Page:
When I embarked on the Volt press launch, I made a public promise to keep my impressions of the car itself separate from concerns about its overall viability. My review of the Volt is coming on Monday, but a new issue is already raising its head to confront GM’s extended-range electric car. The Volt’s home charger costs $490 on top of the Volt’s $41,000 (pre-tax credit) price, and costs another $1,500 to install. But, according to BNet’s Jim Motavelli, money isn’t the only obstacle to obtaining the home charger that’s necessary to tap the Volt’s 40 miles of electric range. EV advocate and Volt Customer Advisory Board member Chelsea Sexton, of “Who Killed The Electric Car? fame, is one of the first Americans to live with the Volt, and despite enjoying the backing of GM, she’s run into a problem that she and other EV advocates worry will blunt enthusiasm for home-charged EVs like the Volt: she needs a “time of use” meter.
Motavelli explains the conundrum
California puts its electricity users in pricing categories based on their usage patterns. Since Sexton uses a “stunningly low” amount of electricity, she’s on the lowest tier. But the addition of the Volt would push her into a higher bracket, making it likely that EV charging “would be more expensive than putting gas in my Saturn.” With the time-of-use meter, the EV is billed separately and doesn’t count as part of her home use.
But California’s public utilities commission requires all of its customers’ electric meters to be grouped together, and that meant running a one-inch thick metal conduit along the face of her building. The other option is to punch through three neighbors’ walls. “I can just see the homeowners’ association going for that,” she said.
GM and its allied EV advocates never miss an opportunity to tout the low cost of electricity, but in California, rates increase with use. Without a separate meter to break out Volt charges, Sexton would likely end up paying considerably more for electricity, further damaging the Volt’s already-tenuous value proposition. And in order to install a compliant time-of-use meter, many customers may be facing major logistical issues and even more unexpected costs. Sexton herself seems committed to the EV cause, and is willing to sacrifice for it. But she clearly worries about how this charger installation issue will affect the mass market that GM clearly wants to target with its Volt. Sexton tells Motavelli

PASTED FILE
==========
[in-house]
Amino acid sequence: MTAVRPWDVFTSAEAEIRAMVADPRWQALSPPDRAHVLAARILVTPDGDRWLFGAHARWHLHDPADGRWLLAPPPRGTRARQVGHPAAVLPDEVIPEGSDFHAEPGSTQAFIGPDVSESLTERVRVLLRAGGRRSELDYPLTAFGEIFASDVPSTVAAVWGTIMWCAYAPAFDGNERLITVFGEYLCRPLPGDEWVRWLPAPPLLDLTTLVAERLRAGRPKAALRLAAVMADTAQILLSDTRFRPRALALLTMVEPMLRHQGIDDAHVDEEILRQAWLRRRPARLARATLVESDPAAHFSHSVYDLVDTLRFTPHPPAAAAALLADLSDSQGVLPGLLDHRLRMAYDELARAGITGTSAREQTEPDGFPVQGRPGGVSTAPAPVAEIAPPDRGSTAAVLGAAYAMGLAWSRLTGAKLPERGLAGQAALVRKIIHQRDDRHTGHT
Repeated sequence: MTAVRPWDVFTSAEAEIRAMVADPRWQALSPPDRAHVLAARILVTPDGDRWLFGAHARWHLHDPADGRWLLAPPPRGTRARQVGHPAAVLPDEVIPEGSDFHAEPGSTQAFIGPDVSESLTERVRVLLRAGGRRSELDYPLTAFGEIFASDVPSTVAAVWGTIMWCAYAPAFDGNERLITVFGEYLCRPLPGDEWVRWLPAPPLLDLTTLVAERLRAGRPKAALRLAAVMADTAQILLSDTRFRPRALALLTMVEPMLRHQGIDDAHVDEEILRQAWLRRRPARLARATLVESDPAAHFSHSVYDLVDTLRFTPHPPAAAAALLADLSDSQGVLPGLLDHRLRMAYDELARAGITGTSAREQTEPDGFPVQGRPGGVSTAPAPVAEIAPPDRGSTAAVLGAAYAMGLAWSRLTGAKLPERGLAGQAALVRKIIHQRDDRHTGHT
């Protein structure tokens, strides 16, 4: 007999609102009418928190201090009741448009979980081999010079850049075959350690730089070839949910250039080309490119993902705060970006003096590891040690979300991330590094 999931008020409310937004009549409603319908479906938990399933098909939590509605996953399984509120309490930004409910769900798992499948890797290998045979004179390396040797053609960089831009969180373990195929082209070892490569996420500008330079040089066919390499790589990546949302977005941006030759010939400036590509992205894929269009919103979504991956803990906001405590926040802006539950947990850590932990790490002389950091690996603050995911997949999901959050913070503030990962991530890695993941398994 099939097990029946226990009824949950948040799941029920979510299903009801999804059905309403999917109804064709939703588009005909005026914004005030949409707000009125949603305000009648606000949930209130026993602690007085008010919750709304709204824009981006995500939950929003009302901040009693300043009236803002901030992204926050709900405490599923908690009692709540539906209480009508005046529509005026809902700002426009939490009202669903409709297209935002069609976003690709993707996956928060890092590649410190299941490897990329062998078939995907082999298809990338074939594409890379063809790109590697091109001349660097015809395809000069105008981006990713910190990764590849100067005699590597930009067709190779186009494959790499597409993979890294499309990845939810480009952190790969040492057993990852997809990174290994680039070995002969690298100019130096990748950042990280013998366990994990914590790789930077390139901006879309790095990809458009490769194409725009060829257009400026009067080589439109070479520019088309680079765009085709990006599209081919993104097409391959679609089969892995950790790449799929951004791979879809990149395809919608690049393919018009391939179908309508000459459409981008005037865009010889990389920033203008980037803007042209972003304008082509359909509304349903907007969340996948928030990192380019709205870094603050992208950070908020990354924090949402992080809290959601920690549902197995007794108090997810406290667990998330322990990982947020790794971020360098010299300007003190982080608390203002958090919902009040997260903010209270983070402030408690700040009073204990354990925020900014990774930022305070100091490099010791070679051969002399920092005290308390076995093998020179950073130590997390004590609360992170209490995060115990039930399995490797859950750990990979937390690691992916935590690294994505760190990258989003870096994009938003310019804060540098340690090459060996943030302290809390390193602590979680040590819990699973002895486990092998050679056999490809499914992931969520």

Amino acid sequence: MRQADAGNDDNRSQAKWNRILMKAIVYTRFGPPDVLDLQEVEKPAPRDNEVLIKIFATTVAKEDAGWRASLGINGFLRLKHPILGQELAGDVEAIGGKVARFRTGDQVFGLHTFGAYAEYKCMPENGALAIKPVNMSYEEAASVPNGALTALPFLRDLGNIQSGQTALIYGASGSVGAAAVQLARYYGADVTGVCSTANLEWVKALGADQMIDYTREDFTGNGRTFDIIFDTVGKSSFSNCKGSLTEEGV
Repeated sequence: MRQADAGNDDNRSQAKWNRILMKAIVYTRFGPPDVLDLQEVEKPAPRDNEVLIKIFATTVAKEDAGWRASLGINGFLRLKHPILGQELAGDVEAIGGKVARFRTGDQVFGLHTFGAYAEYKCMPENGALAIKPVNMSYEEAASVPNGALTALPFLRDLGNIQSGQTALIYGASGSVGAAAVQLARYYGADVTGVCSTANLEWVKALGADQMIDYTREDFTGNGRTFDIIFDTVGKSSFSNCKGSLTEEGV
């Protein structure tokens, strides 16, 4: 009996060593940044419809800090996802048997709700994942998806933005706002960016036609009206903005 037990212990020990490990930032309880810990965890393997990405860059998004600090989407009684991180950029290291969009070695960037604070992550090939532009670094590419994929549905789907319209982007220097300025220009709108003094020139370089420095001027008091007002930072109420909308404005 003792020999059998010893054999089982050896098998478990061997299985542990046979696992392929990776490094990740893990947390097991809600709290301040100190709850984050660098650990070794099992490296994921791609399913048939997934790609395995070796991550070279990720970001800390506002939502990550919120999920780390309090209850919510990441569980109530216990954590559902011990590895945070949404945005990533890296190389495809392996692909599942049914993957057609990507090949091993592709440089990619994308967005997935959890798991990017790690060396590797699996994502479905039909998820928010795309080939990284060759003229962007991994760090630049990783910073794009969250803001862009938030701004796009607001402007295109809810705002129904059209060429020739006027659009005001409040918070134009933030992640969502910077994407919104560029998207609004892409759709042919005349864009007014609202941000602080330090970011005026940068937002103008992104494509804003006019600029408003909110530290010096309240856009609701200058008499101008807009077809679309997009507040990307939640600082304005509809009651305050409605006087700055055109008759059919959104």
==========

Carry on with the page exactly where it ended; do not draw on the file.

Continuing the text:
There’s nothing about my installation that they shouldn’t have seen coming. We could have been resolving this a month ago. And the point is that it happened to me, someone who understands the process as well as anyone, who has access to all the right people, who’s been party to hundreds of installations. So the average person is likely to get incredibly frustrated, and may end up walking away –- unless they’re so enthusiastic that they’ll put up with it.
And Motavelli points out that the problem isn’t limited to Sexton or the Volt, citing the example of Richard Lowenthal, CEO of the home-charger firm Coloumb Industries. Despite his obvious clout and interest in promoting home EV charging, Lowenthal admitted to Motavelli that his MINI E home charger took months to install. Motavelli concludes
I am convinced that none of the relevant parties, including car companies, utilities, state and local officials, have fully thought through the installation of charging infrastructure, including contingency plans for problems like Sexton’s. I’ve become frustrated by the vagueness emanating from parties issuing assurances that all will go smoothly. Frankly, it won’t. And here’s exhibit A.
Sexton is looking into her options, and making an appointment with the neighborhood association. Meanwhile, her garage is staying locked. And the Volt is supposed to be delivered next week.
With misunderstandings and debates over the Volt’s technical details and efficiency measurement already rampant, it’s clear that a mass-market rollout for the Volt is going to face a number of unforeseen challenges, and this charger issue is just another log on the fire. And it points to a larger issue: namely, that people who don’t own their own homes will face numerous challenges installinga home charger, particularly if they’re part of the urban loft-dwelling crowd who might be expected to form the vanguard for EV ownership. Regardless of what the Volt, Leaf, Coda and other EV hopefuls are like as cars, they face the inevitable challenges of changing how consumers interact with their automobiles. And that’s not something that can be fixed simply with education and PR.